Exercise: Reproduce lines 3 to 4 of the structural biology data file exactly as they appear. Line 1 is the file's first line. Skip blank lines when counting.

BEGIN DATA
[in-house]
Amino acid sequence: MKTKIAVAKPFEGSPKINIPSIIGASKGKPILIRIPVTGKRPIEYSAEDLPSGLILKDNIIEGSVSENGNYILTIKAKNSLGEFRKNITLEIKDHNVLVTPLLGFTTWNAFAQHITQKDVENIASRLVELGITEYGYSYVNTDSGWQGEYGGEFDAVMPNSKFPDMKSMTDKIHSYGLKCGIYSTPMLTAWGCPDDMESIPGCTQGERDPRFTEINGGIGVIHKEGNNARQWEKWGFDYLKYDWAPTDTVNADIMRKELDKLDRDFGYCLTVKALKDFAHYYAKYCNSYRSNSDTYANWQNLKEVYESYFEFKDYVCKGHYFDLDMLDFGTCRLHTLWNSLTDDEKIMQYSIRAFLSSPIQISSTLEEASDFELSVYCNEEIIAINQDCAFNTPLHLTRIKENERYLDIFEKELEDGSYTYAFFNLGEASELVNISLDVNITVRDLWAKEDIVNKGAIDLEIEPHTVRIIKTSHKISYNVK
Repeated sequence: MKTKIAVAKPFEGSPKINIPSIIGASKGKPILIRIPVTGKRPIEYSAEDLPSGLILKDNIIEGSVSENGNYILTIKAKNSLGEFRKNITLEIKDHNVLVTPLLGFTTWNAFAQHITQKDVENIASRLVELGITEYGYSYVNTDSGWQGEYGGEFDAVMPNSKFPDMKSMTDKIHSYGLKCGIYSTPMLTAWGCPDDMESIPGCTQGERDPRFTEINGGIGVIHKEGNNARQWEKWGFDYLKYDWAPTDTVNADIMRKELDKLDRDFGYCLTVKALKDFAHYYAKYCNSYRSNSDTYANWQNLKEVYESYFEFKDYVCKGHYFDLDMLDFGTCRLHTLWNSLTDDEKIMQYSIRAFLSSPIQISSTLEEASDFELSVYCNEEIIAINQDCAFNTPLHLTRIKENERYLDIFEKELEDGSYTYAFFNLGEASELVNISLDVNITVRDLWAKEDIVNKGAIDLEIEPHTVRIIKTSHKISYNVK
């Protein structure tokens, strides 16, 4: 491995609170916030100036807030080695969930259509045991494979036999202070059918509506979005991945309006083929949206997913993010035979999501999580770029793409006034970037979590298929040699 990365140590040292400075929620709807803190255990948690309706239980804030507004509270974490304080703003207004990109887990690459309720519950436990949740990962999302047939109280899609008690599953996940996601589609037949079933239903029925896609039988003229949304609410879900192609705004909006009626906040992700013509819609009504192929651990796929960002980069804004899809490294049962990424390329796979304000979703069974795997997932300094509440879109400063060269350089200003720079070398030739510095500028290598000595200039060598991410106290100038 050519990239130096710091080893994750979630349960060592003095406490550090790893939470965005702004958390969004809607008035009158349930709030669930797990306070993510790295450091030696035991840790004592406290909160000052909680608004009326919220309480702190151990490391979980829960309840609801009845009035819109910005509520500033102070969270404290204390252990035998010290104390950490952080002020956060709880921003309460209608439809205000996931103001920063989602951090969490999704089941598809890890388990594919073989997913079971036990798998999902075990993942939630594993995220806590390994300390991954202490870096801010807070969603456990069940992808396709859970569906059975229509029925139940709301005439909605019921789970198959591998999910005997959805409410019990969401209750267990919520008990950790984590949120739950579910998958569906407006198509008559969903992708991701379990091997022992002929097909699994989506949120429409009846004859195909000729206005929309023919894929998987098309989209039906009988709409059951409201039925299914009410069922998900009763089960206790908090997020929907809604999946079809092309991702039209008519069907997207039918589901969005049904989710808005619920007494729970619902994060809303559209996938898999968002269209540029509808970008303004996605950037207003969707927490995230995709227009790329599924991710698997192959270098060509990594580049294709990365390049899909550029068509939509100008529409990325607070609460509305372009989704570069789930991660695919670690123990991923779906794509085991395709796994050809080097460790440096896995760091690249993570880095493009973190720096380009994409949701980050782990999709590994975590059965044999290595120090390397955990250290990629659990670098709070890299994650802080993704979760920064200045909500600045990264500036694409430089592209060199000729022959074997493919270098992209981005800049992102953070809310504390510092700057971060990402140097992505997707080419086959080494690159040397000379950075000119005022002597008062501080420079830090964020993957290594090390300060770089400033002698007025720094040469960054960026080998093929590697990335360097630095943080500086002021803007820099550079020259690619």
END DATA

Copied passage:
Repeated sequence: MKTKIAVAKPFEGSPKINIPSIIGASKGKPILIRIPVTGKRPIEYSAEDLPSGLILKDNIIEGSVSENGNYILTIKAKNSLGEFRKNITLEIKDHNVLVTPLLGFTTWNAFAQHITQKDVENIASRLVELGITEYGYSYVNTDSGWQGEYGGEFDAVMPNSKFPDMKSMTDKIHSYGLKCGIYSTPMLTAWGCPDDMESIPGCTQGERDPRFTEINGGIGVIHKEGNNARQWEKWGFDYLKYDWAPTDTVNADIMRKELDKLDRDFGYCLTVKALKDFAHYYAKYCNSYRSNSDTYANWQNLKEVYESYFEFKDYVCKGHYFDLDMLDFGTCRLHTLWNSLTDDEKIMQYSIRAFLSSPIQISSTLEEASDFELSVYCNEEIIAINQDCAFNTPLHLTRIKENERYLDIFEKELEDGSYTYAFFNLGEASELVNISLDVNITVRDLWAKEDIVNKGAIDLEIEPHTVRIIKTSHKISYNVK
């Protein structure tokens, strides 16, 4: 491995609170916030100036807030080695969930259509045991494979036999202070059918509506979005991945309006083929949206997913993010035979999501999580770029793409006034970037979590298929040699 990365140590040292400075929620709807803190255990948690309706239980804030507004509270974490304080703003207004990109887990690459309720519950436990949740990962999302047939109280899609008690599953996940996601589609037949079933239903029925896609039988003229949304609410879900192609705004909006009626906040992700013509819609009504192929651990796929960002980069804004899809490294049962990424390329796979304000979703069974795997997932300094509440879109400063060269350089200003720079070398030739510095500028290598000595200039060598991410106290100038 050519990239130096710091080893994750979630349960060592003095406490550090790893939470965005702004958390969004809607008035009158349930709030669930797990306070993510790295450091030696035991840790004592406290909160000052909680608004009326919220309480702190151990490391979980829960309840609801009845009035819109910005509520500033102070969270404290204390252990035998010290104390950490952080002020956060709880921003309460209608439809205000996931103001920063989602951090969490999704089941598809890890388990594919073989997913079971036990798998999902075990993942939630594993995220806590390994300390991954202490870096801010807070969603456990069940992808396709859970569906059975229509029925139940709301005439909605019921789970198959591998999910005997959805409410019990969401209750267990919520008990950790984590949120739950579910998958569906407006198509008559969903992708991701379990091997022992002929097909699994989506949120429409009846004859195909000729206005929309023919894929998987098309989209039906009988709409059951409201039925299914009410069922998900009763089960206790908090997020929907809604999946079809092309991702039209008519069907997207039918589901969005049904989710808005619920007494729970619902994060809303559209996938898999968002269209540029509808970008303004996605950037207003969707927490995230995709227009790329599924991710698997192959270098060509990594580049294709990365390049899909550029068509939509100008529409990325607070609460509305372009989704570069789930991660695919670690123990991923779906794509085991395709796994050809080097460790440096896995760091690249993570880095493009973190720096380009994409949701980050782990999709590994975590059965044999290595120090390397955990250290990629659990670098709070890299994650802080993704979760920064200045909500600045990264500036694409430089592209060199000729022959074997493919270098992209981005800049992102953070809310504390510092700057971060990402140097992505997707080419086959080494690159040397000379950075000119005022002597008062501080420079830090964020993957290594090390300060770089400033002698007025720094040469960054960026080998093929590697990335360097630095943080500086002021803007820099550079020259690619």